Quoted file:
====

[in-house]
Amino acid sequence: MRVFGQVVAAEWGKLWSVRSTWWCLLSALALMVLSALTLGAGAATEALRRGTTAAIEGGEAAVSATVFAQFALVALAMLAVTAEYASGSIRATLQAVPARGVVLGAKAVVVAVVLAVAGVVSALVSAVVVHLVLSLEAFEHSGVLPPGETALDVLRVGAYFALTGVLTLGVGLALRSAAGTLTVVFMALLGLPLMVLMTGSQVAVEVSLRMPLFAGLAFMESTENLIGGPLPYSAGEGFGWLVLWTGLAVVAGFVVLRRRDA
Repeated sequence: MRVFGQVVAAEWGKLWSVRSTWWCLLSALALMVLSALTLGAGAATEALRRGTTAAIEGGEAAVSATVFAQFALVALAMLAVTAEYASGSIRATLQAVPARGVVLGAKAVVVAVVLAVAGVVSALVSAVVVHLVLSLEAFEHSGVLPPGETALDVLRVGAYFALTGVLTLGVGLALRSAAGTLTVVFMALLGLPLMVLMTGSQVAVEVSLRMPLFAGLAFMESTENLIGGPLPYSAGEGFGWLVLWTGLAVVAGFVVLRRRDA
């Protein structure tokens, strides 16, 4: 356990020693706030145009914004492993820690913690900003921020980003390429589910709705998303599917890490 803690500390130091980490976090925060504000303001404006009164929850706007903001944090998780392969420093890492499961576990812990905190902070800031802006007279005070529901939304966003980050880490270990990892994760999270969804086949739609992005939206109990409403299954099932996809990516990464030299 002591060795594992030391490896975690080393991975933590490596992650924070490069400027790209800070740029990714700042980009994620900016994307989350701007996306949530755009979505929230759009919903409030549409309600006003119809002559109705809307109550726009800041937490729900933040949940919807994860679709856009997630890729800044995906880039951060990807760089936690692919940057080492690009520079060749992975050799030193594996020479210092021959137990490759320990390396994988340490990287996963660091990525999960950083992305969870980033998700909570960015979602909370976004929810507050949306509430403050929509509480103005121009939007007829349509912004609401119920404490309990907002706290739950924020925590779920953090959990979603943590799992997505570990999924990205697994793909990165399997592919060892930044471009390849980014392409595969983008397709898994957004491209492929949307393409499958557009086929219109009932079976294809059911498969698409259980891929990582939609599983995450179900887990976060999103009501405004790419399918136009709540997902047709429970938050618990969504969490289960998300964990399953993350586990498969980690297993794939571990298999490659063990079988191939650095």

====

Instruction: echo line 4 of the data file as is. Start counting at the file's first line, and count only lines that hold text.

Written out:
């Protein structure tokens, strides 16, 4: 356990020693706030145009914004492993820690913690900003921020980003390429589910709705998303599917890490 803690500390130091980490976090925060504000303001404006009164929850706007903001944090998780392969420093890492499961576990812990905190902070800031802006007279005070529901939304966003980050880490270990990892994760999270969804086949739609992005939206109990409403299954099932996809990516990464030299 002591060795594992030391490896975690080393991975933590490596992650924070490069400027790209800070740029990714700042980009994620900016994307989350701007996306949530755009979505929230759009919903409030549409309600006003119809002559109705809307109550726009800041937490729900933040949940919807994860679709856009997630890729800044995906880039951060990807760089936690692919940057080492690009520079060749992975050799030193594996020479210092021959137990490759320990390396994988340490990287996963660091990525999960950083992305969870980033998700909570960015979602909370976004929810507050949306509430403050929509509480103005121009939007007829349509912004609401119920404490309990907002706290739950924020925590779920953090959990979603943590799992997505570990999924990205697994793909990165399997592919060892930044471009390849980014392409595969983008397709898994957004491209492929949307393409499958557009086929219109009932079976294809059911498969698409259980891929990582939609599983995450179900887990976060999103009501405004790419399918136009709540997902047709429970938050618990969504969490289960998300964990399953993350586990498969980690297993794939571990298999490659063990079988191939650095």